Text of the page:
Do first time home buyers with intent to live in property have to pay relocation costs to a tenant who lives in that property in la county?
Home is in foreclosure with Fanny Mae with a tenant living in property. There is a Month to month contract. If you buy with intent to live as first time home buyers do you need to pay them relocation costs as you have no contract with them and intend to live in the property as primary residence
- 1 month agoFavorite Answer
Month to month, you should not, no.
- curtisports2Lv 71 month ago
No, you do not.
In a 30-day state, you must give them 30 days or one full calendar month plus the days in the month notice is given. Example, you give notice December 15, they must vacate by January 31st. However, you cannot give notice until you are the actual owner. You can try to give notice before actual closing and recording of the deed, but the tenant can contest that in court. First time or many time buyer, it's the same. If there was a written lease, you must honor the terms of the lease, first time buyer or not.
When there is no written lease, in a 60 day state, the notice period is 60 days.
- Coffee DrinkerLv 71 month ago
If the home is located in an area with rent control laws, and those laws require the landlord/owner to pay the tenant's relocation expenses, then you probably do have to pay, unless the law provides some kind of exception for new owners.
But Fanny Mae will usually handle that before the property is listed for sale. They will foreclose on the current owner - at which point Fanny Mae becomes the owner. Then FM will get the tenant out - sometimes by offering a cash-for-keys buyout or sometimes through the courts. FM will then do any necessary repairs, and when they finally put the house on the market it will be vacant and move-in ready.
If you purchase the house while its still occupied by a tenant, then you should consult a local real estate attorney to understand what kind of legal issues you'll potentially have to deal with to get the tenant out. With tenant-friendly local laws and a tenant who doesn't want to leave, that could take several months and cost several thousand dollars in legal and court fees (and possibly relocation expenses if required). So if you do buy it while occupied, just be prepared.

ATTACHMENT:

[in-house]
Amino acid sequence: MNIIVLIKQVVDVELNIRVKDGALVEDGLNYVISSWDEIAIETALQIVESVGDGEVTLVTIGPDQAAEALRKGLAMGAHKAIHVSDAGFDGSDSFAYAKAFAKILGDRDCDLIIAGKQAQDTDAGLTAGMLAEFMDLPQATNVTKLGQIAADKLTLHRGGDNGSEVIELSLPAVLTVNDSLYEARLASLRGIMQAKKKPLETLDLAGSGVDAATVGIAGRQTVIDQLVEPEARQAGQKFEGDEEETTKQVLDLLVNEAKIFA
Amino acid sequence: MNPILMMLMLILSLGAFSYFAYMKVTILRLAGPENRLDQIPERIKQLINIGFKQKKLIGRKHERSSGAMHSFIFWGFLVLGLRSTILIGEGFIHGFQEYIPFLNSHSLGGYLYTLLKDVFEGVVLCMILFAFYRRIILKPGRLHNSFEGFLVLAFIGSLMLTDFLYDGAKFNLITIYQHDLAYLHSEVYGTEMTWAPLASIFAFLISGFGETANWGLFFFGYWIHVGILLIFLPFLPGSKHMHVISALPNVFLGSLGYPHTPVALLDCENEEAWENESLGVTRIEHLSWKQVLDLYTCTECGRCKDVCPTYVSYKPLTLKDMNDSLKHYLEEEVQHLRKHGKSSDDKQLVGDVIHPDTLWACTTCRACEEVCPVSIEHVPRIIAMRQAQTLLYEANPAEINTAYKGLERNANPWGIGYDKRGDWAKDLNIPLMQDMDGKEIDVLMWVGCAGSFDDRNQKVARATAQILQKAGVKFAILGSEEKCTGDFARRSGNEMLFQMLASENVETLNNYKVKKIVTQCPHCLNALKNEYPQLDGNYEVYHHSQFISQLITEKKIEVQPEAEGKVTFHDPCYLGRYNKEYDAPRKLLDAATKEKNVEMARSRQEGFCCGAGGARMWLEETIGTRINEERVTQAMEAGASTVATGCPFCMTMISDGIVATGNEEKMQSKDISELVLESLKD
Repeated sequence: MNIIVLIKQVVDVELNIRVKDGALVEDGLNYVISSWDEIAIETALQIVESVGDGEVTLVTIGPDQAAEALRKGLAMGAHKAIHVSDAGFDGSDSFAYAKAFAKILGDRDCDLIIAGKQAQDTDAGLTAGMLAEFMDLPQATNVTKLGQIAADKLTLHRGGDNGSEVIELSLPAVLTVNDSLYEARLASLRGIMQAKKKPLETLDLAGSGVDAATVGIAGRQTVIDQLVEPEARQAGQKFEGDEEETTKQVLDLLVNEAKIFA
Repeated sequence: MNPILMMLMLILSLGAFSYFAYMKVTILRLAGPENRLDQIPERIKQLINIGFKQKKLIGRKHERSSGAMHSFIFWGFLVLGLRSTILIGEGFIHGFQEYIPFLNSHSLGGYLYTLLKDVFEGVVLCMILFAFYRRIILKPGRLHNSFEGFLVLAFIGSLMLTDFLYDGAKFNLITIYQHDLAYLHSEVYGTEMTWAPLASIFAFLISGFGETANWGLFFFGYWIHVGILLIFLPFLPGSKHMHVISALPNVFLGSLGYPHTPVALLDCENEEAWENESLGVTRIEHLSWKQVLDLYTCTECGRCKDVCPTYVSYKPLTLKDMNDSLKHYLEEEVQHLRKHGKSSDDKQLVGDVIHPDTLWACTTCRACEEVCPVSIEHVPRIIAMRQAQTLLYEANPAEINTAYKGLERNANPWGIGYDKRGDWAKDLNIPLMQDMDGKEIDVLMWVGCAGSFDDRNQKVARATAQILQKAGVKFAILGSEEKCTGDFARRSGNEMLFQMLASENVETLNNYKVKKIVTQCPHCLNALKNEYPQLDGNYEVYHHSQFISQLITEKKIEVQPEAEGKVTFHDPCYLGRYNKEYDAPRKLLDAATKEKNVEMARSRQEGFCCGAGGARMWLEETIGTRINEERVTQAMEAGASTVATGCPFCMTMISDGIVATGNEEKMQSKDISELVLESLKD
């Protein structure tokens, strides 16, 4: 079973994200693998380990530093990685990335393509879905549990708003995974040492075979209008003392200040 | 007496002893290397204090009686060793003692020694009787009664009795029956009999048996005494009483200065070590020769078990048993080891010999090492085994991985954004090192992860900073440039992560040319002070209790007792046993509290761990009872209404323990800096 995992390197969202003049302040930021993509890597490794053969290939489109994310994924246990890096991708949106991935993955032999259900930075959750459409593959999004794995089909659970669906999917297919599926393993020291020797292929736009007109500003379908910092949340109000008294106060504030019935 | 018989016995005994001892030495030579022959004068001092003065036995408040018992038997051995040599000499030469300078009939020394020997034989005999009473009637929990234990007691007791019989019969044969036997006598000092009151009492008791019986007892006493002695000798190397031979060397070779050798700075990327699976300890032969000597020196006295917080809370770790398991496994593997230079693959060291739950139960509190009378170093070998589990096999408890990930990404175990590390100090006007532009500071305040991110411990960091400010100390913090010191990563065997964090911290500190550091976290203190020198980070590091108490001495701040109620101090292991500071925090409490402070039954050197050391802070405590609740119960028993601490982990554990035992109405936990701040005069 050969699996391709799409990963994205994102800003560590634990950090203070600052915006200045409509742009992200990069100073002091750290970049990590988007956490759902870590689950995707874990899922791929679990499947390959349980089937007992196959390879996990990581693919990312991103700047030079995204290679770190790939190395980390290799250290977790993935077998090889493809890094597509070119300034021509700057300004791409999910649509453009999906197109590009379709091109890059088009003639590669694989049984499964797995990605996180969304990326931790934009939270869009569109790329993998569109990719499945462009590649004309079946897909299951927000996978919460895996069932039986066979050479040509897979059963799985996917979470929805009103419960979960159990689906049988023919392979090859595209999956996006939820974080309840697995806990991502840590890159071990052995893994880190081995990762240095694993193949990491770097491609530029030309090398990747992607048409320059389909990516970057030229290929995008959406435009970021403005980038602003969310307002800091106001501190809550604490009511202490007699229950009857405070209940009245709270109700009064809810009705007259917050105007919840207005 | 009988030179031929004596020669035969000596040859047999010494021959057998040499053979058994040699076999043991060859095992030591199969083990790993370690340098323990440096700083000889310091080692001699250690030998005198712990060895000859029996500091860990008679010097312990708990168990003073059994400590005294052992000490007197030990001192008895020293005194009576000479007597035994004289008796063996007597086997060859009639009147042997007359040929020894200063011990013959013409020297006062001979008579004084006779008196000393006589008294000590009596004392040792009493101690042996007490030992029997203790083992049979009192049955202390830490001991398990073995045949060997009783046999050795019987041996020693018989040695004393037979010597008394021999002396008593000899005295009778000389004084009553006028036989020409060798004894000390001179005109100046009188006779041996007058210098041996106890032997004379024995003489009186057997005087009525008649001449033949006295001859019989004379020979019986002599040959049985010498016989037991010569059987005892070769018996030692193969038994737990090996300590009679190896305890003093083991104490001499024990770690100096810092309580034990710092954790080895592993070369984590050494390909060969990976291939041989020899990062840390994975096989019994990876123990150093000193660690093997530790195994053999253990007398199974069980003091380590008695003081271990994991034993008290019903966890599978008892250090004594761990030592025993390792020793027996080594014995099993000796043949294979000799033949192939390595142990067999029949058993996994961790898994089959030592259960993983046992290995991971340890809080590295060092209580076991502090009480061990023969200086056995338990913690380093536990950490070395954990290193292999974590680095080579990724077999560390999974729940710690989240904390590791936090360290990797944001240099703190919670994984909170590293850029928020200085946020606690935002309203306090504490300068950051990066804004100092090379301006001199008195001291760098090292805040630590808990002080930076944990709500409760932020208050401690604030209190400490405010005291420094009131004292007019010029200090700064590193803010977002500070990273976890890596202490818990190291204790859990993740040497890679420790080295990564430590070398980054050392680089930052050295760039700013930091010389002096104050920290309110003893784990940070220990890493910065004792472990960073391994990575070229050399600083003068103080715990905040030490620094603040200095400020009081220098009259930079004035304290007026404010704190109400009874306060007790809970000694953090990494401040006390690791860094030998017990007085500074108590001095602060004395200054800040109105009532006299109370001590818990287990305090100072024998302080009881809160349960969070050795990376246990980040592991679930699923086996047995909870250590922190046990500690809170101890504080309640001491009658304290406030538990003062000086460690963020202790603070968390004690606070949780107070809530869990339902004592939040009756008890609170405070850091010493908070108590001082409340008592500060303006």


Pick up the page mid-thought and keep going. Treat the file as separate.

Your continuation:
- SimplytheFACTSLv 71 month ago
why aren't you asking a lawyer? most people answering will be clueless about local rent control laws
when buyer buys a home, the previous contract with the tenant comes with it..
what you have to do about the contract varies based on situation and local law..
even if its just a month to month, not written contract
note: a foreclosure was just sold in my area...with the tenant in place...
- What do you think of the answers? You can sign in to give your opinion on the answer.
- realtor.sailorLv 71 month ago
If the home is IN foreclosure Fannie Mae will get the tenant out prior to putting the property on the market. So by the time you contract for the property the tenant will be gone.Source(s): I sell Fannie Mae homes
- A HunchLv 71 month ago
If you are in a part of LA County with their own rent control ordinances you will need to read those.
CA Rent Control Law - effective 1/1/2020:
- ideally you want the currect owner to remove the tenant before you take possession. If you end up purchasing a property with an in-place tenant expect that you will end up with the tenant when you close. They might not leave willingly which will result in you having to evict them.
CA rent control does not cover landlords with fewer than 10 units. Assuming this your only unit, you will not incur any relocation costs when you are attempting to displace the tenant.
If the tenant has lived in the property for over 1 year, you normally have to provide 60 days notice. Because you will be moving into the home, you only need to provide 30 days notice to vacate.
- David SLv 71 month ago
No, you don't need to do that. However, the seller can try to negotiate for it. It's up to you whether or not you agree to it.
- R PLv 71 month ago
Probably not, but you need to google and read the landlord/tenant laws for your state to be sure. If you can't find an answer there, google the foreclosure laws for your state.
Or, you could consult your real estate attorney. He/She will know for sure.Source(s): FL landlord